Tuesday, February 27, 2024

Audio clips from Singing for Gaza…against Oblivion

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Audio clips from Singing for Gaza…against Oblivion

The genocidal war on Gaza limited the flow of the mainstream Arab singing scene; Several artists announced the cancellation of their concerts. Occupy stopped the wheel of music production to produce songs with themes of Palestine and resistance, for accounts linked to solidarity or the market. Every Israeli aggression against the Palestinian people represents a war on memory. A war that seeks to destroy words, names and faces. In this context, we wonder: Has the Arabic song come to represent the Palestinian cause, with the scale of the present moment?

The Israeli occupation has turned Gaza into the world’s largest “open-air prison,” with more than two million citizens awaiting death or brutality. What did the released songs say? Have you tried speaking out against oblivion? Whether these songs support Palestinian resistance and freedom, or depict the memory of crime, or release the pain of innocent children and civilians.

First question: Where is the conscience of the world? How did the talk of human rights disappear in Palestine? More than one song has attempted to ask this question. One of the most prominent of these songs is “O Manasatschiye” by two young women, Aliya Sofi and Waad. The song has no significant significance except that it was composed by Aziz Shafi, an Egyptian. Apart from that, there is no artistic depth or poetic expression in this song. She came up with superficial words and exhausted melodies.

The song “Return” is almost the most important and famous piece of music released in support of Gaza. It got a huge audience. The song represents new voices with the participation of 25 Arab artists, notably Amir Eid, Marwan Pablo, Khalia Shaker and Nordo. It is noteworthy that all represent a large part of the Arab map, from the Middle East and North Africa and from the Maghreb through Egypt, Sudan and the Levant and the Gulf states.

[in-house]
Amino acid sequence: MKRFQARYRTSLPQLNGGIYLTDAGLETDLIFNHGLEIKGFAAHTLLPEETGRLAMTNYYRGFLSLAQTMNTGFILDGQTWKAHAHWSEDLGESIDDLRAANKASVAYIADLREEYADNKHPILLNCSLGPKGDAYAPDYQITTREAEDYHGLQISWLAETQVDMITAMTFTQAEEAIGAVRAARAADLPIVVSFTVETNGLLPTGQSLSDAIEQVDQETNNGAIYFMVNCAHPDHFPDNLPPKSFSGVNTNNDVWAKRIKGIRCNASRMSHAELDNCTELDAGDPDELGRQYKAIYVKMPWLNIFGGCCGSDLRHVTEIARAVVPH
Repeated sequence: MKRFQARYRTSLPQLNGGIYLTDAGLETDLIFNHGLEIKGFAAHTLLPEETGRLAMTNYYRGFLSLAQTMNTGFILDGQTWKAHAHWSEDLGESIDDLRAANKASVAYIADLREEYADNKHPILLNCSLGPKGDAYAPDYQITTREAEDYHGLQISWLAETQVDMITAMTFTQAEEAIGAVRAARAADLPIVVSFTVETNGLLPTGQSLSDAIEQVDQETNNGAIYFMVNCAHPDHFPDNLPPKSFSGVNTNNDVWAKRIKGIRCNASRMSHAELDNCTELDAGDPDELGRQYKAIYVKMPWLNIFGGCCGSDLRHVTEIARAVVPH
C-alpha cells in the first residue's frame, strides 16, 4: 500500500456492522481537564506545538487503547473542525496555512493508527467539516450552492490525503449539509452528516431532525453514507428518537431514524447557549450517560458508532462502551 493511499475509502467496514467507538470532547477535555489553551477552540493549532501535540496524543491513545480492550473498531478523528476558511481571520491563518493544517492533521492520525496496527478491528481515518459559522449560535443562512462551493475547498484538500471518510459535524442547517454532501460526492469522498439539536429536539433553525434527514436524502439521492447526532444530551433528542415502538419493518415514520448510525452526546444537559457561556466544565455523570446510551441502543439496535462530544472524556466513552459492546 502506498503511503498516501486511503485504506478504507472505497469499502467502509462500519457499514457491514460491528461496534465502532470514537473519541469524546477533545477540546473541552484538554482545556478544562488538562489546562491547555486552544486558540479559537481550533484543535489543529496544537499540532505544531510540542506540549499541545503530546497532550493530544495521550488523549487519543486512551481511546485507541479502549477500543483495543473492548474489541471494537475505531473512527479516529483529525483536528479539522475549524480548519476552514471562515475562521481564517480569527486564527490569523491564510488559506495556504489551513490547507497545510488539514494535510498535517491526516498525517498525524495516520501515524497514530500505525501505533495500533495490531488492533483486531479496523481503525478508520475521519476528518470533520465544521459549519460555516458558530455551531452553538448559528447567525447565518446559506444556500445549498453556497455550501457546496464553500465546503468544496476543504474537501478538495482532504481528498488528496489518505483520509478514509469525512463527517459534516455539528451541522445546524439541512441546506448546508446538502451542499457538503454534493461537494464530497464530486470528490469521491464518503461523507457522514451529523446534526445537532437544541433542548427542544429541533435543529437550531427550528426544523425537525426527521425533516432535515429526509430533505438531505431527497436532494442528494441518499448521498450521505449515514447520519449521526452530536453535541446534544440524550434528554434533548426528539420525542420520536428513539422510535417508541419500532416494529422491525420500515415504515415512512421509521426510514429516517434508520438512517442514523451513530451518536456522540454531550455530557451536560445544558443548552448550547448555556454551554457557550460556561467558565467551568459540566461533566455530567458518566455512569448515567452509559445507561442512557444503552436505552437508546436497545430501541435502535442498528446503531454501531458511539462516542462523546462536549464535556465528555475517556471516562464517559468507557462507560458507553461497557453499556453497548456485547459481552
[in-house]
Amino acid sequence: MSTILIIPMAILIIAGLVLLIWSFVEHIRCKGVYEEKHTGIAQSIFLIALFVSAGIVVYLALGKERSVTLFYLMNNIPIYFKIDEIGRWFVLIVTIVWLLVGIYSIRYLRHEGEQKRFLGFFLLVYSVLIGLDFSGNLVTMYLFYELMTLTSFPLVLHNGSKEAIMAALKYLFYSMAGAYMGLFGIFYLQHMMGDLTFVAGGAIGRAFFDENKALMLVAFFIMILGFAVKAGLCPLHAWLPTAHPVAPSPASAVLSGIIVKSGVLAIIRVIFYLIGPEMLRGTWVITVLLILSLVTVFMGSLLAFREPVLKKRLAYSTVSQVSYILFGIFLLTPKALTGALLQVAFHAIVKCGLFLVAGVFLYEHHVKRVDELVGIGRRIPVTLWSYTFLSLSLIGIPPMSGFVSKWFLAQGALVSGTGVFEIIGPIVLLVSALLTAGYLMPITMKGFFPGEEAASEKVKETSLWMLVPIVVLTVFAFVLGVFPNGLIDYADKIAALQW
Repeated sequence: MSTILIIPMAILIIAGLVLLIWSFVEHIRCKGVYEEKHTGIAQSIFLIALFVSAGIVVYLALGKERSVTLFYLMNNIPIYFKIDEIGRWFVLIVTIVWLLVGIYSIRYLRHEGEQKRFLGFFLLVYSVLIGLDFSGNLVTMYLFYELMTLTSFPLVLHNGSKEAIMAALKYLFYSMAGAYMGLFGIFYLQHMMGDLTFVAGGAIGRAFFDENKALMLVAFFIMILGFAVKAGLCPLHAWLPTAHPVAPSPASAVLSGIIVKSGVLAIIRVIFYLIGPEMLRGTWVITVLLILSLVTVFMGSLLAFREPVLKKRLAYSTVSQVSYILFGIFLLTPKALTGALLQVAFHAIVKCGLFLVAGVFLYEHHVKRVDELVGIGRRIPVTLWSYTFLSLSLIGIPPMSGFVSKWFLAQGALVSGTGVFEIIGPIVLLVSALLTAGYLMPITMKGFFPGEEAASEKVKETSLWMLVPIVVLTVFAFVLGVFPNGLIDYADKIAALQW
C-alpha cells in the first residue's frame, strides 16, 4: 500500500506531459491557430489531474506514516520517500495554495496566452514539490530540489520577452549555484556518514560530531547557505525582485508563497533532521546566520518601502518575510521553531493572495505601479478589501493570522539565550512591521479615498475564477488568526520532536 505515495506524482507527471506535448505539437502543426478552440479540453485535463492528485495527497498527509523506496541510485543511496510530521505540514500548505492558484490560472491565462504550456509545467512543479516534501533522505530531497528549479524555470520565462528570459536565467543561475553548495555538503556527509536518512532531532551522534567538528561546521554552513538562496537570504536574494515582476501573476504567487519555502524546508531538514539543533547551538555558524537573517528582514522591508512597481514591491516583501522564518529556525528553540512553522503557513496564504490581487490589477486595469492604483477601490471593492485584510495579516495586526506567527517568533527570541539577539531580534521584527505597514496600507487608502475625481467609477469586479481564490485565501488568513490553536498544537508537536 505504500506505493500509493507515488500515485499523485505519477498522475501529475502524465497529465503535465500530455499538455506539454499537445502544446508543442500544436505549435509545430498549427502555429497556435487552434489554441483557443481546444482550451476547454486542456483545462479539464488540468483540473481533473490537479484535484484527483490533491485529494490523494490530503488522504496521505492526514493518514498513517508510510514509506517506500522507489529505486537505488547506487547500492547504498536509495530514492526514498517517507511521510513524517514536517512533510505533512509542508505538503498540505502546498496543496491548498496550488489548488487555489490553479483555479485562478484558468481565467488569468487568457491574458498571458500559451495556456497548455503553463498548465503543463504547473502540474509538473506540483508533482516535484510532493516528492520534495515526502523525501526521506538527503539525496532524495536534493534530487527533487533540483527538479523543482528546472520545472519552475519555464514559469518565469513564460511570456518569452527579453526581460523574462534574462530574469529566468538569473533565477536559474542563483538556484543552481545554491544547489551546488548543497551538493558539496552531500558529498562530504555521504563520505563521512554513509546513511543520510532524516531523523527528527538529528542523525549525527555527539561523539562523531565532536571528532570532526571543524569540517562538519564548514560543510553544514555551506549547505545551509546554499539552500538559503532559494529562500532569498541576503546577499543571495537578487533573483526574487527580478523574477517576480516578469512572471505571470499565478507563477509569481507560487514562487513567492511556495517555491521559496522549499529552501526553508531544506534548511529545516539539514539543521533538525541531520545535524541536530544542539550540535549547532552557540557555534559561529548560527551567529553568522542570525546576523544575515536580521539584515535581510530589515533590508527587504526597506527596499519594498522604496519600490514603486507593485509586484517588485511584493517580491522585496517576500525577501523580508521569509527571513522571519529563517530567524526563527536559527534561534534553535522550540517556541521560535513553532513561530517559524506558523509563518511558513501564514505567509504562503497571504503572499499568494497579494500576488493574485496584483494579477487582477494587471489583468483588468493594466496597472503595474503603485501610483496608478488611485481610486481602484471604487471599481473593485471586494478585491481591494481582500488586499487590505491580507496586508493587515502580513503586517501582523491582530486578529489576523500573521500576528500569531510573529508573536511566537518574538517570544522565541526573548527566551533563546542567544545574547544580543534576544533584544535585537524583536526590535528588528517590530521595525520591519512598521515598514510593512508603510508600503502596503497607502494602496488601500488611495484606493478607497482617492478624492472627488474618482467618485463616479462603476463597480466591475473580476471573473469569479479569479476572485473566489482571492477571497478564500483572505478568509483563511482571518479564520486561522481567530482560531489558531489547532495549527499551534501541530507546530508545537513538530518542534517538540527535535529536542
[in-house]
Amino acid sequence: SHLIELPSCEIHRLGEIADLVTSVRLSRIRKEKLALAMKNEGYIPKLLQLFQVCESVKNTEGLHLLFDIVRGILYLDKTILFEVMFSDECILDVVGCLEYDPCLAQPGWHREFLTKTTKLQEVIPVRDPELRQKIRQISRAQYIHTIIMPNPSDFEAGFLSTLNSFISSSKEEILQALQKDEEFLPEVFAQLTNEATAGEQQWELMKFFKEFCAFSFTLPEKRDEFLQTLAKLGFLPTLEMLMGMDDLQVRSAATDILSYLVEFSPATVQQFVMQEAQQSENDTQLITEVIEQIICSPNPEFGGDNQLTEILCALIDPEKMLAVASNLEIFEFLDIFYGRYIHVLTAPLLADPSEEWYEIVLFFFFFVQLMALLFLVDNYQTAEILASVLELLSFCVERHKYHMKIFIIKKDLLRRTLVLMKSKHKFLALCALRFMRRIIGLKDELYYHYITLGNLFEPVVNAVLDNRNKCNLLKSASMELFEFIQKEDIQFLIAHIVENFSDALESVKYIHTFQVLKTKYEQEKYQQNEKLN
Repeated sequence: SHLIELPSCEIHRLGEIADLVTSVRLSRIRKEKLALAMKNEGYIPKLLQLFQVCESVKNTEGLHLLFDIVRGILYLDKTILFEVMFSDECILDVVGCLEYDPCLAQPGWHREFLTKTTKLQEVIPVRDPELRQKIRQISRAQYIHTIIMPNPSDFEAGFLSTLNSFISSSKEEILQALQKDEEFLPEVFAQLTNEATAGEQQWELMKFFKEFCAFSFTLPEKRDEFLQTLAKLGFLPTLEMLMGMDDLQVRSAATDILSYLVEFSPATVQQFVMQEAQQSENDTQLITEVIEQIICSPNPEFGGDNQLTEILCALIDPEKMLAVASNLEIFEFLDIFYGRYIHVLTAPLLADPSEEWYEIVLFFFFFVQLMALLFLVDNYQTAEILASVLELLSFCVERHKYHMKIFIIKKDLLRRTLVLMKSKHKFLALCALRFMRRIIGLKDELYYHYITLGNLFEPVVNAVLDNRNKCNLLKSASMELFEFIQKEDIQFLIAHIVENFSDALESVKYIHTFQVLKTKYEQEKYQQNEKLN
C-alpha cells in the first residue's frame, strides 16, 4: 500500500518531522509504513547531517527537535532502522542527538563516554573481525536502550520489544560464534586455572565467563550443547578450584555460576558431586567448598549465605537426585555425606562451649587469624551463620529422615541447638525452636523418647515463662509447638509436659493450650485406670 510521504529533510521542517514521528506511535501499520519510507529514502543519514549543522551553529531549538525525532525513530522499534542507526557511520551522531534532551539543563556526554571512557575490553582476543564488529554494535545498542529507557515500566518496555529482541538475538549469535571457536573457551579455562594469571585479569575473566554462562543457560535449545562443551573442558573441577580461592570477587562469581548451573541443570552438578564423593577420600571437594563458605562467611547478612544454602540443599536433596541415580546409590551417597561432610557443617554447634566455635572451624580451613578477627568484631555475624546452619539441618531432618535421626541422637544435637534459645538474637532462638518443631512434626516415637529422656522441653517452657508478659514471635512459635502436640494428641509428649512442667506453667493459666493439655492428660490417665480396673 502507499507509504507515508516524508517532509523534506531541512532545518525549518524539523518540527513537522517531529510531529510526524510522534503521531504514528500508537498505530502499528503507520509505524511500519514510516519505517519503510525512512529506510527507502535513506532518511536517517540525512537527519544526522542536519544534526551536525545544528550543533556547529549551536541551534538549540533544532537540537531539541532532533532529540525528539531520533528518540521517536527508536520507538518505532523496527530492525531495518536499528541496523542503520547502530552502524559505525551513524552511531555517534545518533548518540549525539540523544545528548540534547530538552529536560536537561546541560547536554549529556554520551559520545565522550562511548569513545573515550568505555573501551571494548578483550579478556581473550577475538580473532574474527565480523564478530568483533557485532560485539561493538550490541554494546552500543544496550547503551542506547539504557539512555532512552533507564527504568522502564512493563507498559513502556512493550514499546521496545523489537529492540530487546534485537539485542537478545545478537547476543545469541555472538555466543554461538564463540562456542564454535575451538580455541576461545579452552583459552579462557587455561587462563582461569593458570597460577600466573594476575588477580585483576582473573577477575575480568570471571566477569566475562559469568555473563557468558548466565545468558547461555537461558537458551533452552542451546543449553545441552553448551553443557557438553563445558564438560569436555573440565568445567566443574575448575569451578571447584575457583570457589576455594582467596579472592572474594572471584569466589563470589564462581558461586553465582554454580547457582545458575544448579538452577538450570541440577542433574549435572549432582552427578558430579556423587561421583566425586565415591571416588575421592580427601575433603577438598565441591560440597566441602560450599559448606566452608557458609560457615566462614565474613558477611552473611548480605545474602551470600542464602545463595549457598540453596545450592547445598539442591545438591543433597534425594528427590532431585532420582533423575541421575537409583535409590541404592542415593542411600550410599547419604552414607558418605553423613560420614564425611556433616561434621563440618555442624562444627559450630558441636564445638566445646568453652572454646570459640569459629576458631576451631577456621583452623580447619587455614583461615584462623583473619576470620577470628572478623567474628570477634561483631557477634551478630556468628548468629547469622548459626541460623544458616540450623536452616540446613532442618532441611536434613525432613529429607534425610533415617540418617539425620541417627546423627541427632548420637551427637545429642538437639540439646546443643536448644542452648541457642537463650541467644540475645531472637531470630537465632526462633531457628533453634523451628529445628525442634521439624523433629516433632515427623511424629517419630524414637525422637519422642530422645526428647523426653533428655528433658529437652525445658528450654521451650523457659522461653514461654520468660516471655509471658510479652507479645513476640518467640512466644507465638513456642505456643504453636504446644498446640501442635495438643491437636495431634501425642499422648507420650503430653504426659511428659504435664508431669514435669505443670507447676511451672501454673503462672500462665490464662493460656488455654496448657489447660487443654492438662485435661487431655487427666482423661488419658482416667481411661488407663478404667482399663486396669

The song tried to express itself directly, with casual content, covering various topics on the Palestinian issue and current events. The text has more than one content, starting with the topic of suffering, killing and displacement.

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The singing begins with the use of electronics and sound effects, and begins with a strangled sound, nothing more than a perfect fusion with synthetic, automated singing, so that the vocals that do not avoid effects become clear. Some tracks have the role of effects as a substitute for melodic expression.
The operetta features different dialects of the Arab world, with passages of eloquent song. There is more than one political statement, either criticizing the Western position and its racism, or directly criticizing the failed Arab leaders in the Gaza Strip.

Trends in youth participation in singing include various forms of alternative and mainstream singing. In pop and rap, folk and popular, we see anthemic songs filled with sadness, the sharpness of defiant vocals, as well as melodies laced with illusion. The work sounds like a cocktail, combining various melodic passages as if served at a party. More than one mood is created; Slow, fast, hard and soft. These quick, luminous pieces are united by a Palestinian theme, not melodic or dramatic structure.

The work may be more concerned with the visual aspect than with the melodic structure, suggesting improvisation, although it is characterized by a fair degree of coordination that includes some melodic movement. The song ends with the words of a song by artist Samih Shukhair, “If my voice leaves, your throats won’t leave”, but with a different melody from Palestinian folklore. It is noteworthy that the new generation is very much at the forefront of singing for Gaza, in contrast to mainstream stars who are content to express solidarity positions.

In turn, Ahmad Saad presented a song entitled “Olive Branch”, composed by Magham al-Qurdil Muhammadi. The song comes with a blend of popular Egyptian drama songs. But the tone of painful emotion tries to emphasize the impact of the tragedy and the right to return to Palestine. Same theme taken from our Arab culture.

There is another element in the current singing scene about Palestine that is intertwined with political reality as a question of conscience and justice. “Answer, people, where is the conscience?” culminates in, and then comes the relief that “occupation, however long victory lasts, is destiny.”